| USA TODAY
Preparing to pay for college? Here are 6 steps to get you started
Getting into college is a big milestone, but do you have a plan to pay for it?
Some college students are just trying to navigate a socially distant trip home for Thanksgiving. Other students feel stuck at the midpoint of their college or high school semesters, weighed down by staring at a computer screen for 10 hours a day.
While next school year might seem far off, it’s time to start thinking about paying for it. And experts say not enough families are filling out the Free Application for Federal Student Aid, or FAFSA, which launched Oct. 1.
Filing rates have been steadily declining for years. Especially this year, with uncertainties mounting from the pandemic, experts are urging students to fill out their application as soon as possible.
Here’s what to know about the financial aid application.
What is a FAFSA, and why is the application so important?
The FAFSA is the document for federal financial aid, so it’s important to fill out in any case, said MorraLee Keller, a director at National College Attainment Network.
This year, amid pandemic uncertainties, the number of families filling out the FAFSA has been lower. Through the end of October, 16.3% of high school seniors had filled out the application. That’s down 16% compared with last year, according to Form Your Future’s FAFSA tracker.
And in all, 71% of total eligible families reported filing last year, down from 77% in 2018-19, according to a 2020 report from Sallie Mae and Ipsos.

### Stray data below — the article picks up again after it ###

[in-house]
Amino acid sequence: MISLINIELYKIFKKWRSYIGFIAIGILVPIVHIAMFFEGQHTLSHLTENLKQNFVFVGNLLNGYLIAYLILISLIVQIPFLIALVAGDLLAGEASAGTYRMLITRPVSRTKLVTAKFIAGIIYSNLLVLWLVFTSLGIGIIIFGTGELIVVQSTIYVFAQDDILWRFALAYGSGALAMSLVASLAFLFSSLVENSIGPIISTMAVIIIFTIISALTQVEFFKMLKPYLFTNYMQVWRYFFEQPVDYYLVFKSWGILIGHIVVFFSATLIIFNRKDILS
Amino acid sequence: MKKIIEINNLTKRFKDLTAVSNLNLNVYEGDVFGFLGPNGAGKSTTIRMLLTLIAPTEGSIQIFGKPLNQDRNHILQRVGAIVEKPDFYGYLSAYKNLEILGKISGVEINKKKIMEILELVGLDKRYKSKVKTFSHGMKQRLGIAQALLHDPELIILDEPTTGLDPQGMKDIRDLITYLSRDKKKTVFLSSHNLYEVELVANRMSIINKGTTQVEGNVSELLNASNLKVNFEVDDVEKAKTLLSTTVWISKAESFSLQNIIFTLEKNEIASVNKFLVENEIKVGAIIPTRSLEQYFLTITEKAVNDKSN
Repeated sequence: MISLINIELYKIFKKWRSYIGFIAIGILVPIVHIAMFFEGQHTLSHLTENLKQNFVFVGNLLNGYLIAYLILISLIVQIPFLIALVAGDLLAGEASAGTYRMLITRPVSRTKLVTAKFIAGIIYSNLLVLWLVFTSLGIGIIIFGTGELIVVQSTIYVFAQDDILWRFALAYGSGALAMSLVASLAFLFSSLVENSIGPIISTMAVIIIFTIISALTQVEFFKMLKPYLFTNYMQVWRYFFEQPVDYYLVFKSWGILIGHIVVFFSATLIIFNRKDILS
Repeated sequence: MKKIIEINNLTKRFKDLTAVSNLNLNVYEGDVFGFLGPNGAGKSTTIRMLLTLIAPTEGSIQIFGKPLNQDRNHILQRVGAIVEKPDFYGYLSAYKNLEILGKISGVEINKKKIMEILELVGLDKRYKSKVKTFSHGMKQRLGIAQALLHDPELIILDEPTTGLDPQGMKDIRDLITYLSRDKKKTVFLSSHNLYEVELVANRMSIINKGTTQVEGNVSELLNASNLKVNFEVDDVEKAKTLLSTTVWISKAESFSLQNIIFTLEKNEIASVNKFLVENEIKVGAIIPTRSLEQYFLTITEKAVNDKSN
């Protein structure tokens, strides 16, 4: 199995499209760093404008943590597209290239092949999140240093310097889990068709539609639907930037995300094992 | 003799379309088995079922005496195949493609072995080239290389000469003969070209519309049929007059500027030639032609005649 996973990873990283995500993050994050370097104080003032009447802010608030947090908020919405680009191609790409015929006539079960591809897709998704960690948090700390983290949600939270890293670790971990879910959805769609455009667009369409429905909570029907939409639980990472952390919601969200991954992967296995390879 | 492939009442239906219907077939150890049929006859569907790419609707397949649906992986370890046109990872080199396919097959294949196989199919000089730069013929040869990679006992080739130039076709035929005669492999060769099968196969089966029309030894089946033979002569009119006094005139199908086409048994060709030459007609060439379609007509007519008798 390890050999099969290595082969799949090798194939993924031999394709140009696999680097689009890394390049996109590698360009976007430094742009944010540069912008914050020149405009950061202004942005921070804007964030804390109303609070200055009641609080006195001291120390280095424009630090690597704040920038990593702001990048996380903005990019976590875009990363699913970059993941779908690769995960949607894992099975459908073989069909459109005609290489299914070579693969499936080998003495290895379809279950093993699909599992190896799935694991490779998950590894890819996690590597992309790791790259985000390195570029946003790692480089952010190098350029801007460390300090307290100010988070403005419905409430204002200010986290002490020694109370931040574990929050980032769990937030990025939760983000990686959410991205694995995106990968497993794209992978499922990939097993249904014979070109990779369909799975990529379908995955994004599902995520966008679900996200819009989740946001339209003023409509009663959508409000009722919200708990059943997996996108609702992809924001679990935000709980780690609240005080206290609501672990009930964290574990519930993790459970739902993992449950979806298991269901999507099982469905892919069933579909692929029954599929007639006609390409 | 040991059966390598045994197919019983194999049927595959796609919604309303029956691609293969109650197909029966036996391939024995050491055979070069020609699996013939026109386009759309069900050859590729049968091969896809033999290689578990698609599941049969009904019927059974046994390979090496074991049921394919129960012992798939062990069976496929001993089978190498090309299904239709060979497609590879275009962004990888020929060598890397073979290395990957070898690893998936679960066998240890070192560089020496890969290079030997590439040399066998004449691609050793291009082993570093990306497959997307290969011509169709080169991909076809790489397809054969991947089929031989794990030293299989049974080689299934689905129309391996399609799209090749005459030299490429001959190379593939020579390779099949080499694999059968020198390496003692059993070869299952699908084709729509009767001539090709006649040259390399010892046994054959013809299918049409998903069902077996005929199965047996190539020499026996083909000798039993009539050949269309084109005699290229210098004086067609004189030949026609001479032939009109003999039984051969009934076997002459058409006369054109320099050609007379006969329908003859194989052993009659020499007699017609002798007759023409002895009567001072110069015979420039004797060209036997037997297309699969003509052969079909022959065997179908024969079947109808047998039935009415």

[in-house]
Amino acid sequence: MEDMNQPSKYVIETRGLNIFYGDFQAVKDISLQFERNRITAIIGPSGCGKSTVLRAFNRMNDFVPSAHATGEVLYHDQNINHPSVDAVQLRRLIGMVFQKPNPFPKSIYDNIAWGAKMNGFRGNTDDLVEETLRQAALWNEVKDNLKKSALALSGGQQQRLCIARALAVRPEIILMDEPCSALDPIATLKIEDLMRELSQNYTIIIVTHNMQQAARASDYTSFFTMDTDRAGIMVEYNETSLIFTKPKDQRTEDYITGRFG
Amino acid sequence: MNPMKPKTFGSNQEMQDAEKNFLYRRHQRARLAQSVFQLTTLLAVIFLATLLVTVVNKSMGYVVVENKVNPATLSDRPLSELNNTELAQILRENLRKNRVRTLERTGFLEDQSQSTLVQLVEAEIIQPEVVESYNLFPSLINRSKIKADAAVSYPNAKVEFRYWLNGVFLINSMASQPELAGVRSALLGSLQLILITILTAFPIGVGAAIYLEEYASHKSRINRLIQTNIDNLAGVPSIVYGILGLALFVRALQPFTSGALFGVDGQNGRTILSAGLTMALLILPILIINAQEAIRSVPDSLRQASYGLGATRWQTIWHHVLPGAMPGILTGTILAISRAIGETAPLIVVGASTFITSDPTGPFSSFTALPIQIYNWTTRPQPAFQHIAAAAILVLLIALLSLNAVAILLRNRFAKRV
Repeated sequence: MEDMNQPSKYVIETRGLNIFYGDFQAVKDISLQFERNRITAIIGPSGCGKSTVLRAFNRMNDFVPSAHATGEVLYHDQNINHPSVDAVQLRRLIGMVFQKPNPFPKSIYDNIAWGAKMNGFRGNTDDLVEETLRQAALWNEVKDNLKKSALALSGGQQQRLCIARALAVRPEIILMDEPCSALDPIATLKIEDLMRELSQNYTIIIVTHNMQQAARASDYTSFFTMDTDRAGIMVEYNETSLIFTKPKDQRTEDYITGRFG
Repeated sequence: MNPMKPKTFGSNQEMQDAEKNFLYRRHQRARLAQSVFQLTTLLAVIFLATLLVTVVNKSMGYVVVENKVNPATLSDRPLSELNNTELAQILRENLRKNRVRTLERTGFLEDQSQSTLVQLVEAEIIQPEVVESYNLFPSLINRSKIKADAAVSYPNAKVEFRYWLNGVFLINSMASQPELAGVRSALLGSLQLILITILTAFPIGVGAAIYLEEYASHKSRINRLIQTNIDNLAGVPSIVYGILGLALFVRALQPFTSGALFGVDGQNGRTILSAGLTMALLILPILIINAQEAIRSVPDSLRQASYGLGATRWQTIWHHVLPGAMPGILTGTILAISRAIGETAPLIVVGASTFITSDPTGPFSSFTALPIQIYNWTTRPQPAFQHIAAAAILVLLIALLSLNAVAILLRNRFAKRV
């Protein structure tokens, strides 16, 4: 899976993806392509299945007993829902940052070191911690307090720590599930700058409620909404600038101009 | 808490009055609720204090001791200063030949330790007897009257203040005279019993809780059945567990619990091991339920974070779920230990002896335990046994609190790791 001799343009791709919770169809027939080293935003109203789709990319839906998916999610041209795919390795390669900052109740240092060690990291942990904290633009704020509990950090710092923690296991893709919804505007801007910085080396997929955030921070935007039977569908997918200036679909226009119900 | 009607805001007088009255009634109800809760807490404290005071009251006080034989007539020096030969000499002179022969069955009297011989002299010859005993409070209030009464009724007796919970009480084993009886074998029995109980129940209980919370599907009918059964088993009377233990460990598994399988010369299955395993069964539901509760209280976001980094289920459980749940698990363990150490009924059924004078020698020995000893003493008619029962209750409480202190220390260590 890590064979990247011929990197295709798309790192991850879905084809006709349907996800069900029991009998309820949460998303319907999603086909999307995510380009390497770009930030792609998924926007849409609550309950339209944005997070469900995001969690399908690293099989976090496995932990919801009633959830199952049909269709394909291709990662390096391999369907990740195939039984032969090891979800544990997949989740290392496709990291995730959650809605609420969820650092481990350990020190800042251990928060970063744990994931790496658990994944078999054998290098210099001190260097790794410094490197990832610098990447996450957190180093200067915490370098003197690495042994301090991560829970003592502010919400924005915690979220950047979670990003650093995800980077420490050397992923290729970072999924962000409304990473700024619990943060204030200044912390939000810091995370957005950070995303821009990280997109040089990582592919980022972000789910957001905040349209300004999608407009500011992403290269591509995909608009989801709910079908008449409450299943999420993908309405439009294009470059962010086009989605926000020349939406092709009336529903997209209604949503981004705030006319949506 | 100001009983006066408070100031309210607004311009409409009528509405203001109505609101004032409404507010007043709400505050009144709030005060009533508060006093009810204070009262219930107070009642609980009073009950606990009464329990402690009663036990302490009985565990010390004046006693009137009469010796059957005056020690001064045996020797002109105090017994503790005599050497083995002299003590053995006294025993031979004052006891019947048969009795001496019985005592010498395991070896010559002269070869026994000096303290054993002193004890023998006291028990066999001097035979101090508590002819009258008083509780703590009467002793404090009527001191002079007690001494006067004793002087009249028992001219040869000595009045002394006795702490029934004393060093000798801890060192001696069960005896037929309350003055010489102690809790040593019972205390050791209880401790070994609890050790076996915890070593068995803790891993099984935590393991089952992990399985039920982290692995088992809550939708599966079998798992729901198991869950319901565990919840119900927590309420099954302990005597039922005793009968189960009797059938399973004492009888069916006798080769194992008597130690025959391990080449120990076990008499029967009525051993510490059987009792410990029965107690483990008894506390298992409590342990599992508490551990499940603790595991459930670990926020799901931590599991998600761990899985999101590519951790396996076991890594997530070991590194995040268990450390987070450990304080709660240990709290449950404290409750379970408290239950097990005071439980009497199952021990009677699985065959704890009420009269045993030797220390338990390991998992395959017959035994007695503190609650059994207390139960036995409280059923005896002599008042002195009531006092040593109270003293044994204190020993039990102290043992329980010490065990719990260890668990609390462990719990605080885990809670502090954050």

“The top reasons families don’t file the FAFSA is because they think they won’t qualify for aid,” said Ashley Boucher, spokeswoman for Sallie Mae. “This couldn’t be further from the truth, because nearly all who apply will qualify for something.”
College is a huge financial commitment, she said. “The last thing you want to do is pay more for it than you have to.”
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Why is it important to fill out the FAFSA well before the deadline?
Keller recommended students fill out the FAFSA as early as possible so they can appeal if they need more financial aid.
Plus, filling out the application encourages students to talk through their tax situation and school budget with their families, said Michelle Barton of Bottom Line, a college advocacy group that works with low-income and first-generation students in New York City, Chicago and Boston.
“The earlier we have students working on FAFSA, the earlier we’re aware of any barriers that may come up for them,” Barton said, such as a parent they’re not in contact with.
Another stumbling block, Barton said, is the random verification system. Students must track down multiple forms to back up what they’ve said on their applications. That can include tax transcripts, records of dependents and bank statements.
How has the pandemic affected the application?
The 2020 FAFSA is the same as 2019’s on paper, Keller said.
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It’s also possible that students might now qualify for more financial aid, too, as economic situations have deteriorated in some families.
“My best advice is to appeal for more financial aid if you’ve been affected financially by the coronavirus pandemic, especially if the parents have lost their jobs or experienced a furlough or pay cut,” said Mark Kantrowitz, publisher and vice president of research for Savingforcollege.com.
Keller noted that the 2021-22 FAFSA – which students started to file Oct. 1 – will be based on 2019 income, which was also pre-pandemic and might not reflect economic reality now.
So it may be more important to file but then appeal to your college to discuss how your financial situation has changed. The school’s decision would be the final say and cannot be appealed to the U.S. Department of Education.
Contributing: Susan Tompor, Detroit Free Press